Press freedom, hyperbole and hypocrisy

Last week’s series of raids by the Australian Federal Police have set off a firestorm of whinging, hyperbole and hypocrisy.

Investigating separate matters, the AFP searched the home of a News Corp journalist and offices at the ABC. It must be borne in mind, first and foremost, that the journalists themselves were not under investigation. The Feds are trying to trace the sources of a series of leaks, some of their content classified. There is nothing much new here. It’s happened before and, barring law reform, will happen again.

Outraged journalists said it was chilling. Alas, many of these same journalists have not been doing their job if they haven’t noticed this is how free speech is silenced today.

But Janet Albrechtsen is absolutely right to castigate the self-righteous ninnies of the left, who were out marching their little marches, last week.

Many of the same journalists who, last week, held up signs for the cameras saying that it is not a crime to be a journalist have not raised so much as an eyebrow about other dismally illiberal events. That makes them complicit in a stifling culture that gave rise to last week’s AFP raids. After all, a free press is only one part of our basic right to speak freely. If you don’t defend the latter, expect to lose the former soon enough.

The left-media are near-unanimous in their contempt for free speech. When Andrew Bolt was prosecuted for claiming that some Aboriginal activists were in the identity game for the rewards, Jonathan Holmes was almost completely alone on the left in voicing his disquiet over the judgement. Nor did they stand up for cartoonist Bill Leak when he was hounded by the Orwellian Australian Human Rights Commission.

Some of us have reported extensively on the creeping, and creepy, mission of the AHRC. It needs to be renamed; its name is an insult to genuine human rights. And these dismal events need to be laid out, over and over again, until we defeat an illiberal culture that is strangling freedom of expression, the single most important piece of machinery that drives a robust marketplace of ideas. It is the centrifugal force of Western progress.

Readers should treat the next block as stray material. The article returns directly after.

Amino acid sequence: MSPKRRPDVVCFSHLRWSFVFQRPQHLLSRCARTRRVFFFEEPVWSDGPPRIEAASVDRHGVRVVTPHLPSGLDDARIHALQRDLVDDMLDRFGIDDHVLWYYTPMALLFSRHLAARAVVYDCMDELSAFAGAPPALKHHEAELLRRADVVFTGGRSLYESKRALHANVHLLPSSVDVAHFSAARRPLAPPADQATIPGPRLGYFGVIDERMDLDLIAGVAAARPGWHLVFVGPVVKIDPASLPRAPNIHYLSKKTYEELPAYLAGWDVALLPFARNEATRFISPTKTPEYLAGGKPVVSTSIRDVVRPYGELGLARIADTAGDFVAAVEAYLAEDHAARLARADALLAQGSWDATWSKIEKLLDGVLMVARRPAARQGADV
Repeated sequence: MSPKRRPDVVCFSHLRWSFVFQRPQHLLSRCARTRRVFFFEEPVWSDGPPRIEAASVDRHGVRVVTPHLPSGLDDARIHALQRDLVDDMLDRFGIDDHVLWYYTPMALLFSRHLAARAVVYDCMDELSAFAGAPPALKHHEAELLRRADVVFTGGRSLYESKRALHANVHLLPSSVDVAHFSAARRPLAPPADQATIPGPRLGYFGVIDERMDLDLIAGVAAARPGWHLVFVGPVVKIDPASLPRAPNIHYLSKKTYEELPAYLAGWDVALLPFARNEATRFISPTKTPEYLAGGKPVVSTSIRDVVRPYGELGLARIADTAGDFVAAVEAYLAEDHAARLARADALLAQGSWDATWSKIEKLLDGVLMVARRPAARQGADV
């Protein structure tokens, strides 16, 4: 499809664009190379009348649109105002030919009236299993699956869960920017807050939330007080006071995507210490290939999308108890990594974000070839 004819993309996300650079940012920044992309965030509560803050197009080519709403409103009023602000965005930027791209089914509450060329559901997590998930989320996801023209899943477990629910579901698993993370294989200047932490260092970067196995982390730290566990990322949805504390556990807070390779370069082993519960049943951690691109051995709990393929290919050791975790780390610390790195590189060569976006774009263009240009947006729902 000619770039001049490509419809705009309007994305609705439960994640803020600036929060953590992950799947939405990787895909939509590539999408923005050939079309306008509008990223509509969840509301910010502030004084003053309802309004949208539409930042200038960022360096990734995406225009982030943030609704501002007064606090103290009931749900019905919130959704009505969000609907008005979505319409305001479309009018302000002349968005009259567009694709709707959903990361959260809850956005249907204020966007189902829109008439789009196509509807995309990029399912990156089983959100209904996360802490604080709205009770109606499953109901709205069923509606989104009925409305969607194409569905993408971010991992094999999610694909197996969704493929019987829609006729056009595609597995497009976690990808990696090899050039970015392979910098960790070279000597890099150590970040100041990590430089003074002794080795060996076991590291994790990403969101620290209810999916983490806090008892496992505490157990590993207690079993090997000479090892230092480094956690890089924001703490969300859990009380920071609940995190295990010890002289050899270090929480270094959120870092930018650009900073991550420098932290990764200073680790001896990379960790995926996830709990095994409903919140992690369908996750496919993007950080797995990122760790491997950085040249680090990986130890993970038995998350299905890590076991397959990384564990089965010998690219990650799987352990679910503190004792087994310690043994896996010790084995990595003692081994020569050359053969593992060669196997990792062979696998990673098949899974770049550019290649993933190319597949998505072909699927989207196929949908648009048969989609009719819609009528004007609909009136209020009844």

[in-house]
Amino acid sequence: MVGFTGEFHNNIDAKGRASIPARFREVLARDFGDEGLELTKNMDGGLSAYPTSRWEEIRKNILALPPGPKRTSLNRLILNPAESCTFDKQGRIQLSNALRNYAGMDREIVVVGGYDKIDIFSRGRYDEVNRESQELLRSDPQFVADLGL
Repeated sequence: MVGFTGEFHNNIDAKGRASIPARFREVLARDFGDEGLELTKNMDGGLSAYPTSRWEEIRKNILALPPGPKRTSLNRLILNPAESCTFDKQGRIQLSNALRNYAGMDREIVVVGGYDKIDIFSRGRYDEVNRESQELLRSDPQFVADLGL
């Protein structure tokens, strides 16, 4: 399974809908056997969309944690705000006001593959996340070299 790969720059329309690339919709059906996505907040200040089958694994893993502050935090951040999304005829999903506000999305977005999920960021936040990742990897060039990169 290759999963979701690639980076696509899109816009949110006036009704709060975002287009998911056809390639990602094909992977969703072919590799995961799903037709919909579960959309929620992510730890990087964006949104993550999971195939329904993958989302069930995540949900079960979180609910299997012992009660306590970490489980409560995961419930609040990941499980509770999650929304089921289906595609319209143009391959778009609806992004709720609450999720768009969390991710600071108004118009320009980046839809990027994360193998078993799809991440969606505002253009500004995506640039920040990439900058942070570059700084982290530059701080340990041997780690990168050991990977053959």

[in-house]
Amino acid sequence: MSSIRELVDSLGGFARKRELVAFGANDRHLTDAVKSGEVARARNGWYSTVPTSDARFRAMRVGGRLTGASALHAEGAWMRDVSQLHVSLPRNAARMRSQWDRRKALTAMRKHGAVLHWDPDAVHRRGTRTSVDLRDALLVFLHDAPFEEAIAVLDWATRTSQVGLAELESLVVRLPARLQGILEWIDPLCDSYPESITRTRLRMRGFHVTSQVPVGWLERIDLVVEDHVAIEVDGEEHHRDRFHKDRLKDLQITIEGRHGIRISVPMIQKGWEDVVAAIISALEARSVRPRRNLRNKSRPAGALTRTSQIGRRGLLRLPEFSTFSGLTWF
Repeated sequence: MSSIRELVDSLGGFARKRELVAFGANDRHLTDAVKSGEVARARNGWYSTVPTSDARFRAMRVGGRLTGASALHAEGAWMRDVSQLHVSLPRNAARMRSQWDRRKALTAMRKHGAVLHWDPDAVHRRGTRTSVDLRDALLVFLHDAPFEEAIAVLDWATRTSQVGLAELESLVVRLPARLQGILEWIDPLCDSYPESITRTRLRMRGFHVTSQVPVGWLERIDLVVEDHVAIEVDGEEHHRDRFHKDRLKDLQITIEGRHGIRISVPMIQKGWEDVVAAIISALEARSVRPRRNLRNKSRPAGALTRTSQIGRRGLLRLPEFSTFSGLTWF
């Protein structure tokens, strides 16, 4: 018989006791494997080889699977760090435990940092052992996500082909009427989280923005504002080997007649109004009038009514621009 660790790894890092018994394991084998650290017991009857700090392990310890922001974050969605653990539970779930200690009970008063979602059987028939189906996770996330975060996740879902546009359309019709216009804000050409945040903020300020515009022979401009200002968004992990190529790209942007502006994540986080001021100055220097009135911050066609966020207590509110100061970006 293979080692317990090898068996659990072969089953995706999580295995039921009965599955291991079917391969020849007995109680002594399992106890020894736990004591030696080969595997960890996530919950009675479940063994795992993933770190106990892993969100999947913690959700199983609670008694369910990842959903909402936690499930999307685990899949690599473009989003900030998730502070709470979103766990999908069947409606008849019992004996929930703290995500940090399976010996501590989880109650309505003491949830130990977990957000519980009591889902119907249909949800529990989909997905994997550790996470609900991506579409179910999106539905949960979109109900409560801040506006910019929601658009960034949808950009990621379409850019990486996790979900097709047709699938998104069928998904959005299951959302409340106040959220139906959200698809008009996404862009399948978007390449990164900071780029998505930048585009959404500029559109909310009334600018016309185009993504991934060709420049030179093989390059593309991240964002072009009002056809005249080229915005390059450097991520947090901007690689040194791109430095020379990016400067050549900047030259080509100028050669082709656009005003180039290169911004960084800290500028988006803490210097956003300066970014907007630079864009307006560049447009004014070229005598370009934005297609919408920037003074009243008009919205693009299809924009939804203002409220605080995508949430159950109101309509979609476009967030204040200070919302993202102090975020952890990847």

Last year, physics professor Peter Ridd was sacked by James Cook University for raising questions about the quality of climate research by some of his colleagues. The university used a code of conduct and claims of “uncollegial behaviour” to get him off campus. ABC HQ showed no interest in asking why the university didn’t encourage a debate about Ridd’s claims or even why it shut him down.

During the federal election, the ABC’s senior journalists showed no interest when Greens leader Richard Di Natale said he wanted hate speech laws to regulate the media to hold the likes of Bolt, Alan Jones and Chris Kenny to account. This proposal would kill a free, independent media in Australia…The ABC gave Di Natale a free pass.

There was no ABC outrage, only nonchalance, when the Gillard government proposed an Orwellian regime of government oversight to make the media “balanced” and “accountable”. As James Paterson, now a Liberal senator, wrote then: “The last time that media outlets were subject to press licensing in the English-speaking world was 1693…”

Let’s get this clear: the recent raids are not some shocking new clampdown on press freedom. It’s business as usual – right or wrong. All journalists know they take a risk publishing leaked and especially classified material. Journalists have been jailed for refusing to disclose sources. While it’s correct to argue that this is less than ideal for a free press, it’s pure hyperbole to pretend that it’s the beginning of an imminent, Orwellian dystopia.

It is critical that we constantly check where society, governments and bureaucracies draw lines to restrict free speech. Journalists want buffer zones around themselves to protect a free press. Fair enough. But where the heck have they been when it comes to defending the rights of other Australians to speak freely?